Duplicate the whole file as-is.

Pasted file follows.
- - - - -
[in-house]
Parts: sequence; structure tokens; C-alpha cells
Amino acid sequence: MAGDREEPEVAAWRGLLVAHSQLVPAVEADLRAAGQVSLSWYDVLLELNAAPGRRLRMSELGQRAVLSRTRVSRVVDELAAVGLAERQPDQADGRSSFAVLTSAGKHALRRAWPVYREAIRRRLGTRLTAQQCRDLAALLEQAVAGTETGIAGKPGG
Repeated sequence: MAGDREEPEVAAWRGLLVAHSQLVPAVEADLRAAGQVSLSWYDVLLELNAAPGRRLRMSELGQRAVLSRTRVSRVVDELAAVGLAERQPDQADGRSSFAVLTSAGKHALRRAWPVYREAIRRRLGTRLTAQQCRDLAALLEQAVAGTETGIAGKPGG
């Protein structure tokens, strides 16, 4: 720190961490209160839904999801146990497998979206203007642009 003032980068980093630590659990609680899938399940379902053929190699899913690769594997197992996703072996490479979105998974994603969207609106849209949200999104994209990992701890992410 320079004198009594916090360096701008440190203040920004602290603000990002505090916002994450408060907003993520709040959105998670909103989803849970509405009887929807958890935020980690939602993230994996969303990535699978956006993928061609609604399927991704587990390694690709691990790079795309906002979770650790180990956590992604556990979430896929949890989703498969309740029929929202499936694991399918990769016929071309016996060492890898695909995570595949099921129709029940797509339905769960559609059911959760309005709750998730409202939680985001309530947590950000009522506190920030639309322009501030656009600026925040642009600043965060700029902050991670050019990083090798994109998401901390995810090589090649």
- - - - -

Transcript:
[in-house]
Parts: sequence; structure tokens; C-alpha cells
Amino acid sequence: MAGDREEPEVAAWRGLLVAHSQLVPAVEADLRAAGQVSLSWYDVLLELNAAPGRRLRMSELGQRAVLSRTRVSRVVDELAAVGLAERQPDQADGRSSFAVLTSAGKHALRRAWPVYREAIRRRLGTRLTAQQCRDLAALLEQAVAGTETGIAGKPGG
Repeated sequence: MAGDREEPEVAAWRGLLVAHSQLVPAVEADLRAAGQVSLSWYDVLLELNAAPGRRLRMSELGQRAVLSRTRVSRVVDELAAVGLAERQPDQADGRSSFAVLTSAGKHALRRAWPVYREAIRRRLGTRLTAQQCRDLAALLEQAVAGTETGIAGKPGG
């Protein structure tokens, strides 16, 4: 720190961490209160839904999801146990497998979206203007642009 003032980068980093630590659990609680899938399940379902053929190699899913690769594997197992996703072996490479979105998974994603969207609106849209949200999104994209990992701890992410 320079004198009594916090360096701008440190203040920004602290603000990002505090916002994450408060907003993520709040959105998670909103989803849970509405009887929807958890935020980690939602993230994996969303990535699978956006993928061609609604399927991704587990390694690709691990790079795309906002979770650790180990956590992604556990979430896929949890989703498969309740029929929202499936694991399918990769016929071309016996060492890898695909995570595949099921129709029940797509339905769960559609059911959760309005709750998730409202939680985001309530947590950000009522506190920030639309322009501030656009600026925040642009600043965060700029902050991670050019990083090798994109998401901390995810090589090649």